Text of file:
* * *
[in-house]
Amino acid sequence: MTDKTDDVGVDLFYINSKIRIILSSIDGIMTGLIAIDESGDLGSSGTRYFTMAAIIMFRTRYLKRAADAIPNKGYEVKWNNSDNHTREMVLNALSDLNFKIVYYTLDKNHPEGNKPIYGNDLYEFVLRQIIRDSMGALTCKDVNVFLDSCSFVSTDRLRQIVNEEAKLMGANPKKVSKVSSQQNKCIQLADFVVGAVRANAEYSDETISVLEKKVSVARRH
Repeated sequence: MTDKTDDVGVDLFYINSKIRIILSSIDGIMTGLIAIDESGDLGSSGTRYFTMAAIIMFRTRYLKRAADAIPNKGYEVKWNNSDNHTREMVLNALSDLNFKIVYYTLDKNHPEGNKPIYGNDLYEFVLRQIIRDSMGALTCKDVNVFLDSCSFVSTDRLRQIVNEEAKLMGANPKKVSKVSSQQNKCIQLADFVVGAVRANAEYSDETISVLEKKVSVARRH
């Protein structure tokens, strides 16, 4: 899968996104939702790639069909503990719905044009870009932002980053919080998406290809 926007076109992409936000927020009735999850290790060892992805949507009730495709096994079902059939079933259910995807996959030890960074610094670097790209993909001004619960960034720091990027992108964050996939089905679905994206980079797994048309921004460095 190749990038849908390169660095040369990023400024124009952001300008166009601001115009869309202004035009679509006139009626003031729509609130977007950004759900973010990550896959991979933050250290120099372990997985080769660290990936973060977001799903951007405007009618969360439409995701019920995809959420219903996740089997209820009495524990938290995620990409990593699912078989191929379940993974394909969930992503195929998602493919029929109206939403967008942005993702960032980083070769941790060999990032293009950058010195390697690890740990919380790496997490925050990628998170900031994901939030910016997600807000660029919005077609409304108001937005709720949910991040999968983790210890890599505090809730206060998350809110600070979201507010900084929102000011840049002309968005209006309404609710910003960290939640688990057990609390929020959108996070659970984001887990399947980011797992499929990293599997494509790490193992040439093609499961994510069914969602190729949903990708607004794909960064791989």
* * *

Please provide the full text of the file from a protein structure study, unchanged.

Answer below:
[in-house]
Amino acid sequence: MTDKTDDVGVDLFYINSKIRIILSSIDGIMTGLIAIDESGDLGSSGTRYFTMAAIIMFRTRYLKRAADAIPNKGYEVKWNNSDNHTREMVLNALSDLNFKIVYYTLDKNHPEGNKPIYGNDLYEFVLRQIIRDSMGALTCKDVNVFLDSCSFVSTDRLRQIVNEEAKLMGANPKKVSKVSSQQNKCIQLADFVVGAVRANAEYSDETISVLEKKVSVARRH
Repeated sequence: MTDKTDDVGVDLFYINSKIRIILSSIDGIMTGLIAIDESGDLGSSGTRYFTMAAIIMFRTRYLKRAADAIPNKGYEVKWNNSDNHTREMVLNALSDLNFKIVYYTLDKNHPEGNKPIYGNDLYEFVLRQIIRDSMGALTCKDVNVFLDSCSFVSTDRLRQIVNEEAKLMGANPKKVSKVSSQQNKCIQLADFVVGAVRANAEYSDETISVLEKKVSVARRH
């Protein structure tokens, strides 16, 4: 899968996104939702790639069909503990719905044009870009932002980053919080998406290809 926007076109992409936000927020009735999850290790060892992805949507009730495709096994079902059939079933259910995807996959030890960074610094670097790209993909001004619960960034720091990027992108964050996939089905679905994206980079797994048309921004460095 190749990038849908390169660095040369990023400024124009952001300008166009601001115009869309202004035009679509006139009626003031729509609130977007950004759900973010990550896959991979933050250290120099372990997985080769660290990936973060977001799903951007405007009618969360439409995701019920995809959420219903996740089997209820009495524990938290995620990409990593699912078989191929379940993974394909969930992503195929998602493919029929109206939403967008942005993702960032980083070769941790060999990032293009950058010195390697690890740990919380790496997490925050990628998170900031994901939030910016997600807000660029919005077609409304108001937005709720949910991040999968983790210890890599505090809730206060998350809110600070979201507010900084929102000011840049002309968005209006309404609710910003960290939640688990057990609390929020959108996070659970984001887990399947980011797992499929990293599997494509790490193992040439093609499961994510069914969602190729949903990708607004794909960064791989």